US Supreme Court to hear council prayers case
Posted: Tue, 05 Nov 2013
Tomorrow (6 November) the United States Supreme Court will consider whether opening council meetings with prayers is legal. A previous ruling of the Supreme Court thirty years ago, in a case called Marsh vs. Chambers, said that clergy can deliver non-sectarian prayers before state legislative meetings – but they must not teach religious dogma or be "denominational".
This new case revolves around the council in Greece, a suburb of Rochester, NY.
Traditionally the council there had started its meetings with a moment of silence, but in 1999 the Town Supervisor John Auberger began inviting exclusively Christian clergy to open the meeting with specifically Christian prayers. The prayers were far from non-denominational and included such discussions as "the sacrifice of Jesus on the cross".
The public that had come to the meetings either as onlookers or as invitees were expected to stand and bow their heads during these prayers. People who had simply come to request planning permission or speak on some other local issue were expected to participate in specifically Christian prayers – even if they weren't Christian.
The two complainants in the case, a Jewish man and an atheist, managed to get the council to invite some non-Christians to give the prayers, but that didn't last long and soon the Christian monopoly resumed.
The council was deaf to further protest so the case was taken to court and eventually a federal appeals court ruled that the policy was unconstitutional as it affiliated the town too closely with Christianity. It said that those giving the prayers were prone to "convey their views of religious truth".
The Obama administration has briefed the Supreme Court and has argued in favour of the council's right to offer prayers at its meetings, but says they should be limited to an appeal for 'divine guidance' and not be about proselytising for a particular religion.
Some have argued that because prayers are banned in schools they should also be banned in public meetings – both are emanations of the state and coercing a particular religion in either setting must be seen as a step towards establishment, which is forbidden by the Constitution. Courts have responded by saying that children are forced to be in school and have no option but to listen if a prayer is recited in their presence but adults are not forced to be in a council chamber.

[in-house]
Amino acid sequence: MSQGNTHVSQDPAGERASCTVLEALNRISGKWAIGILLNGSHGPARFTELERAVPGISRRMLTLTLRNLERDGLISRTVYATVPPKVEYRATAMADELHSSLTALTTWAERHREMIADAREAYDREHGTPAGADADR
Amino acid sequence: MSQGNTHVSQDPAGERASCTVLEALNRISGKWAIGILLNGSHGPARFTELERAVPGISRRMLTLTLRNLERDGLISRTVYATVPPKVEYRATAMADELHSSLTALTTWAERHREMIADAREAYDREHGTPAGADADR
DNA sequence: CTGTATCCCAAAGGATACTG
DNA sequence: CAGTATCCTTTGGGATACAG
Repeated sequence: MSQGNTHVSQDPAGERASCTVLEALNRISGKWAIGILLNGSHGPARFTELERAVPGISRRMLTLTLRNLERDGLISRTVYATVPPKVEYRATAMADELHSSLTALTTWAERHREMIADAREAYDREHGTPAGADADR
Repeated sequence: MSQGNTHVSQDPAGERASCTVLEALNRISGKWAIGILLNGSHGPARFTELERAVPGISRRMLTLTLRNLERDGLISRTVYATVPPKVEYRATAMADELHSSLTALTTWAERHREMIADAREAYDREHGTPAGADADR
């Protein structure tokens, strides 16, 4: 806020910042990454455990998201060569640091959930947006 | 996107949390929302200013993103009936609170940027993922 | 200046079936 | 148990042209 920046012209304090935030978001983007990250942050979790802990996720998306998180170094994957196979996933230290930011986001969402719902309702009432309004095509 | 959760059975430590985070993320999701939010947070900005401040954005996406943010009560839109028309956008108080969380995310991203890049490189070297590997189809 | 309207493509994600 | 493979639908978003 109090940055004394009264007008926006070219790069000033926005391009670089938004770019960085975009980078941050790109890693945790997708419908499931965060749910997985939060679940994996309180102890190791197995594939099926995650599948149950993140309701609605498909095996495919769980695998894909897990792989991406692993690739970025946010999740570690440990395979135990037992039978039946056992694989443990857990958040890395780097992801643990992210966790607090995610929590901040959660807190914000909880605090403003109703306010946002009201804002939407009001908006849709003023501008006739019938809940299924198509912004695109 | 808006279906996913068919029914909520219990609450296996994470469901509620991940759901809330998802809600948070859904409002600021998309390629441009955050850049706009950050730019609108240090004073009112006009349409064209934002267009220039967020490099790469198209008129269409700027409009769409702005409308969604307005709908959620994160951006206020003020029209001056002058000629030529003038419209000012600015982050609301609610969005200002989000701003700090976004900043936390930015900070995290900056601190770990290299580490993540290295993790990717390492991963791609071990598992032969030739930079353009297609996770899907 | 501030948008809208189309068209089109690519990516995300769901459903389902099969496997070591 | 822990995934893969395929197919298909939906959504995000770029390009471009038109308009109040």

The lower court mulled the question of whether the prayers in Greece used "generically theistic terms" or referred to a deity as male. The lower court found most of the prayers to be too Christian and thus imposed one faith on the citizenry. However, it is likely the Supreme Court will disregard this argument, even though what the council is doing appears to be a clear breach of the constitution, and instead consider whether it is any court's business to analyse prayers to decide what is acceptable and what is not.
Legal experts predict that the Supreme Court will rule in the council's favour, saying justice is better served if courts are silent about the nature of prayer.
But one lawyer points the words of Justice Sandra Day O'Connor, who shortly before she stepped down from the Supreme Court wrote in a decision: "At a time when we see around the world the violent consequences of the assumption of religious authority by government, Americans may count themselves fortunate... Why would we trade a system that has served us so well for one that has served others so poorly?"
Find out more about the case of Greece v Galloway from Americans United.
Read the National Secular Society's briefing on council prayers.